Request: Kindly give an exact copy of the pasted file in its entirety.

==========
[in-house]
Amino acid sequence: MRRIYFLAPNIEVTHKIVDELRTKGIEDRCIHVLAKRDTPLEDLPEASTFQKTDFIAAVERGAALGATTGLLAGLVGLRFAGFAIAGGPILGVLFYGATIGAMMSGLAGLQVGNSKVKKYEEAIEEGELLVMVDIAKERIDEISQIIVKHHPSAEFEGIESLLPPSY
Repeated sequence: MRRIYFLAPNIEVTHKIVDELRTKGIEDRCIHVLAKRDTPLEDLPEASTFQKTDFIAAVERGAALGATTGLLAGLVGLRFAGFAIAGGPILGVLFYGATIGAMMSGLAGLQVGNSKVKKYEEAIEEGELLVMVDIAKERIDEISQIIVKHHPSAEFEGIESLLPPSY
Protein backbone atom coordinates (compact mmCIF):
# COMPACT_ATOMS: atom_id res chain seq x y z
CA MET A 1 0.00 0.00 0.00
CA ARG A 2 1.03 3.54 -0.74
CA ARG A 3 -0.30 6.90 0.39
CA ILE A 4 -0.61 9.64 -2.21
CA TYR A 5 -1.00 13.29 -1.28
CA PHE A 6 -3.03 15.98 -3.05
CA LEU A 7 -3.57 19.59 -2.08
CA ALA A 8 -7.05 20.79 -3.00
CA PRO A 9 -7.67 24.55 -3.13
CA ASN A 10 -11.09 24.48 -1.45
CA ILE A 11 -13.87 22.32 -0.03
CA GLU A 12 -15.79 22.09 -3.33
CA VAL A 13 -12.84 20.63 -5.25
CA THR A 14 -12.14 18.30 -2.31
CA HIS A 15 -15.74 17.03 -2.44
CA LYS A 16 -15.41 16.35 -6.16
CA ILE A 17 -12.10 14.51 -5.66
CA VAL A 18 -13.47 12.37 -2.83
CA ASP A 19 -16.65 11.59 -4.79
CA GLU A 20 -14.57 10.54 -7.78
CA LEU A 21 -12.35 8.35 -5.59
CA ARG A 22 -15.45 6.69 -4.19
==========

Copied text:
[in-house]
Amino acid sequence: MRRIYFLAPNIEVTHKIVDELRTKGIEDRCIHVLAKRDTPLEDLPEASTFQKTDFIAAVERGAALGATTGLLAGLVGLRFAGFAIAGGPILGVLFYGATIGAMMSGLAGLQVGNSKVKKYEEAIEEGELLVMVDIAKERIDEISQIIVKHHPSAEFEGIESLLPPSY
Repeated sequence: MRRIYFLAPNIEVTHKIVDELRTKGIEDRCIHVLAKRDTPLEDLPEASTFQKTDFIAAVERGAALGATTGLLAGLVGLRFAGFAIAGGPILGVLFYGATIGAMMSGLAGLQVGNSKVKKYEEAIEEGELLVMVDIAKERIDEISQIIVKHHPSAEFEGIESLLPPSY
Protein backbone atom coordinates (compact mmCIF):
# COMPACT_ATOMS: atom_id res chain seq x y z
CA MET A 1 0.00 0.00 0.00
CA ARG A 2 1.03 3.54 -0.74
CA ARG A 3 -0.30 6.90 0.39
CA ILE A 4 -0.61 9.64 -2.21
CA TYR A 5 -1.00 13.29 -1.28
CA PHE A 6 -3.03 15.98 -3.05
CA LEU A 7 -3.57 19.59 -2.08
CA ALA A 8 -7.05 20.79 -3.00
CA PRO A 9 -7.67 24.55 -3.13
CA ASN A 10 -11.09 24.48 -1.45
CA ILE A 11 -13.87 22.32 -0.03
CA GLU A 12 -15.79 22.09 -3.33
CA VAL A 13 -12.84 20.63 -5.25
CA THR A 14 -12.14 18.30 -2.31
CA HIS A 15 -15.74 17.03 -2.44
CA LYS A 16 -15.41 16.35 -6.16
CA ILE A 17 -12.10 14.51 -5.66
CA VAL A 18 -13.47 12.37 -2.83
CA ASP A 19 -16.65 11.59 -4.79
CA GLU A 20 -14.57 10.54 -7.78
CA LEU A 21 -12.35 8.35 -5.59
CA ARG A 22 -15.45 6.69 -4.19